Learn Excel > Excel Functions > **Excel IFERROR Function**

### Excel IFERROR Function Overview

###### When to use Excel IFERROR Function

IFERROR function is best-suited to handle situations where the formulas return an error. Using the IFERROR function, you can specify what you want the formula to return instead of an error. If the formula does not return an error, then its own result is returned.

###### What it Returns

It returns the specified value in case of an error.

###### Syntax

=IFERROR(value, value_if_error)

###### Input Arguments

**value –**this is the argument that is checked for the error. In most cases, it is either a formula or a cell reference.**value_if_error**– this is the value that is returned if there is an error. The following error types evaluated: #N/A, #REF!, #DIV/0!, #VALUE!, #NUM!, #NAME?, and #NULL!.

###### Additional Notes

- If you use “” as the value_if_error argument, the cell displays nothing in case of an error.
- If the value or value_if_error argument refers to an empty cell, it is treated as an empty string value by the Excel IFERROR function.
- If the value argument is an array formula, IFERROR would return an array of results for each item in the range specified in value.

#### Excel IFERROR Function – Examples

Here are 3 examples of using IFERROR function in Excel.

**Example 1 – Return Blank Cell Instead of Error**

If you have functions that may return an error, you can wrap it within the IFERROR function and specify blank as the value to return in case of an error.

In the example shown below, the result in D4 is the #DIV/0! error as the divisor is 0.

In this case, you can use the following formula to return blank instead of the ugly DIV error.

=IFERROR(A1/A2,””)

This IFERROR function would check whether the calculation leads to an error. If it does, it simply returns a blank as specified in the formula.

Here, you can also specify any other string or formula to display instead of the blank.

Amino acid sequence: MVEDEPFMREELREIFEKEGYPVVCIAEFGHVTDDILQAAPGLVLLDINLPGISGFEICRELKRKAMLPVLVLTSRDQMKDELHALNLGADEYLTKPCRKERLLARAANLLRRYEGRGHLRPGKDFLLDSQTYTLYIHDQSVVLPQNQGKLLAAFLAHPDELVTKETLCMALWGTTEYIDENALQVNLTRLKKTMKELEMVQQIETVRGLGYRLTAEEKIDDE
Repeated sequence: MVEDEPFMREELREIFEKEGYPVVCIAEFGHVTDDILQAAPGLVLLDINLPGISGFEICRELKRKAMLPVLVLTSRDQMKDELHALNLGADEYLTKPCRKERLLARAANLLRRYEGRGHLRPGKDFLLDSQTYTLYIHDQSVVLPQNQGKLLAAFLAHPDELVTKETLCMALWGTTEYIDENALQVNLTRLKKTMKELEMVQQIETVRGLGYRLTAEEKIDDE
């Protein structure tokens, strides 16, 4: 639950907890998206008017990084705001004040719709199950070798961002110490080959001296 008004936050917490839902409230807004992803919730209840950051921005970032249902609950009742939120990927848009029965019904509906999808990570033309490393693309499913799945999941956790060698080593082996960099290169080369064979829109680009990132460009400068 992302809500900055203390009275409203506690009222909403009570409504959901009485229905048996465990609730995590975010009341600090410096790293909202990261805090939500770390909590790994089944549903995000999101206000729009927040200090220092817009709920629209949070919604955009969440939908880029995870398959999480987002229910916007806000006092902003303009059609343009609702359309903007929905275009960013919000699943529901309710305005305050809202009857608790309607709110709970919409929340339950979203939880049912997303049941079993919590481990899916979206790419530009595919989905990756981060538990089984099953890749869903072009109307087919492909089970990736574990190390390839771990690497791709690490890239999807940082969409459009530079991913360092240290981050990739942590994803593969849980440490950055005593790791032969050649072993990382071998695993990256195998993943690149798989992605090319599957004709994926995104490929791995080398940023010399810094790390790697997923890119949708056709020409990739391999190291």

For example, the below formula would return the text “Error”, instead of the blank cell.

=IFERROR(A1/A2,”Error”)

Note: If you are using Excel 2003 or a prior version, you will not find the IFERROR function in it. In such cases, you need to use the combination of IF and ISERROR function.

**Example 2 – Return ‘Not Found’ when VLOOKUP Can’t Find a Value**

When you use the Excel VLOOKUP Function, and it can’t find the lookup value in the specified range, it would return the #N/A error.

For example, below is a data set of student names and their marks. I have used the VLOOKUP function to fetch the marks of three students (in D2, D3, and D4).

While if finds the names of first two students, it can’t find Josh’s name in the list and hence it returns the #N/A error.

Here, we can use the IFERROR function to return a blank or some meaningful text instead of the error.

Below is the formula that will return ‘Not Found’ instead of the error.

=IFERROR(VLOOKUP(D2,$A$2:$B$12,2,0),”Not Found”)

**Example 3 – Return 0 in case of an error**

If you don’t specify the value to return by IFERROR in the case of an error, it would automatically return 0.

For example, if I divide 100 with 0 as shown below, it would return an error.

However, if I use the below IFERROR function, it would return a 0 instead. Note that you still need to use a comma after the first argument.